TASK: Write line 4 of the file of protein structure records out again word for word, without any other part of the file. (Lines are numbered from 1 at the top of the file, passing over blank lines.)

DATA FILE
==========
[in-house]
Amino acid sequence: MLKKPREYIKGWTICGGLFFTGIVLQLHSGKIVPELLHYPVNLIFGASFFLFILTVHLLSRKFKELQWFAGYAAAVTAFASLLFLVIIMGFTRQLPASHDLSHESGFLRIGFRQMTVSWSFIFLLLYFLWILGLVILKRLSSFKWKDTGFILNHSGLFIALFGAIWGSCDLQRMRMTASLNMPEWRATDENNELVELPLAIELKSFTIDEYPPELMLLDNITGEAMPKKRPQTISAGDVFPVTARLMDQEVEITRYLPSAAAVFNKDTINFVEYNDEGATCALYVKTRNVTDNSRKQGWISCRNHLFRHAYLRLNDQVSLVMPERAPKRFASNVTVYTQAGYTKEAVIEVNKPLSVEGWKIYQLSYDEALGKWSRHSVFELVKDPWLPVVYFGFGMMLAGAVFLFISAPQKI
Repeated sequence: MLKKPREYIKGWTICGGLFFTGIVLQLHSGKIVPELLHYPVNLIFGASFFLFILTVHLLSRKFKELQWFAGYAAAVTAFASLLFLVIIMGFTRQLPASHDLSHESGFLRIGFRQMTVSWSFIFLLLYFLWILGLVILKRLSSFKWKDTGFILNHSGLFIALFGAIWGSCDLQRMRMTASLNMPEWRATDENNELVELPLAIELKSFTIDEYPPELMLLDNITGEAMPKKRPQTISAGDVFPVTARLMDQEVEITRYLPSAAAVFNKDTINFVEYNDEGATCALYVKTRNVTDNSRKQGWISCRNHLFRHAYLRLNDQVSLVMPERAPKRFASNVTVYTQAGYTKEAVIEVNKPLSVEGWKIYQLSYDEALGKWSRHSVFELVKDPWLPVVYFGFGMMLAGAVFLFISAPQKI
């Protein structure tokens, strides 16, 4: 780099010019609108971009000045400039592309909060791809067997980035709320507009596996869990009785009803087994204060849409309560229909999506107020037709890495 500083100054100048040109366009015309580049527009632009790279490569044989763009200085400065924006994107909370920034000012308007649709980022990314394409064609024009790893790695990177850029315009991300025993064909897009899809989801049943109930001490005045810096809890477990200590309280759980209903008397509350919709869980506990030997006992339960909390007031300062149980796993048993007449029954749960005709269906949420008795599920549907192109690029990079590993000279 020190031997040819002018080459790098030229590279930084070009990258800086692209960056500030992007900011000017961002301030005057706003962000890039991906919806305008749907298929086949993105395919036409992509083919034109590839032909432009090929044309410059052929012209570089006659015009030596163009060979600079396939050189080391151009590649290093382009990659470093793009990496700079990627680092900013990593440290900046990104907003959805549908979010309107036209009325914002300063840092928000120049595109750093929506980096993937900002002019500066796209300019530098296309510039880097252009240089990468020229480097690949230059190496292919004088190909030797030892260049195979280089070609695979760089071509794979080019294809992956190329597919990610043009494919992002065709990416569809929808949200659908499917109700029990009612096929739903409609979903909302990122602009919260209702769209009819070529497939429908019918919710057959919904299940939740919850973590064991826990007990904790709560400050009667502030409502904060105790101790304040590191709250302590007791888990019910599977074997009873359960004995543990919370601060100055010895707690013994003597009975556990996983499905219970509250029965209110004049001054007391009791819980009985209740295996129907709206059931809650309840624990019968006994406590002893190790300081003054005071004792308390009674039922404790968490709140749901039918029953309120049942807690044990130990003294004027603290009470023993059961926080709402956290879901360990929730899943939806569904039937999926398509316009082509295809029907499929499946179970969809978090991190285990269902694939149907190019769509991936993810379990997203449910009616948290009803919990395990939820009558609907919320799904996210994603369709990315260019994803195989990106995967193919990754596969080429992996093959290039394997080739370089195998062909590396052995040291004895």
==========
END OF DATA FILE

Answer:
């Protein structure tokens, strides 16, 4: 780099010019609108971009000045400039592309909060791809067997980035709320507009596996869990009785009803087994204060849409309560229909999506107020037709890495 500083100054100048040109366009015309580049527009632009790279490569044989763009200085400065924006994107909370920034000012308007649709980022990314394409064609024009790893790695990177850029315009991300025993064909897009899809989801049943109930001490005045810096809890477990200590309280759980209903008397509350919709869980506990030997006992339960909390007031300062149980796993048993007449029954749960005709269906949420008795599920549907192109690029990079590993000279 020190031997040819002018080459790098030229590279930084070009990258800086692209960056500030992007900011000017961002301030005057706003962000890039991906919806305008749907298929086949993105395919036409992509083919034109590839032909432009090929044309410059052929012209570089006659015009030596163009060979600079396939050189080391151009590649290093382009990659470093793009990496700079990627680092900013990593440290900046990104907003959805549908979010309107036209009325914002300063840092928000120049595109750093929506980096993937900002002019500066796209300019530098296309510039880097252009240089990468020229480097690949230059190496292919004088190909030797030892260049195979280089070609695979760089071509794979080019294809992956190329597919990610043009494919992002065709990416569809929808949200659908499917109700029990009612096929739903409609979903909302990122602009919260209702769209009819070529497939429908019918919710057959919904299940939740919850973590064991826990007990904790709560400050009667502030409502904060105790101790304040590191709250302590007791888990019910599977074997009873359960004995543990919370601060100055010895707690013994003597009975556990996983499905219970509250029965209110004049001054007391009791819980009985209740295996129907709206059931809650309840624990019968006994406590002893190790300081003054005071004792308390009674039922404790968490709140749901039918029953309120049942807690044990130990003294004027603290009470023993059961926080709402956290879901360990929730899943939806569904039937999926398509316009082509295809029907499929499946179970969809978090991190285990269902694939149907190019769509991936993810379990997203449910009616948290009803919990395990939820009558609907919320799904996210994603369709990315260019994803195989990106995967193919990754596969080429992996093959290039394997080739370089195998062909590396052995040291004895």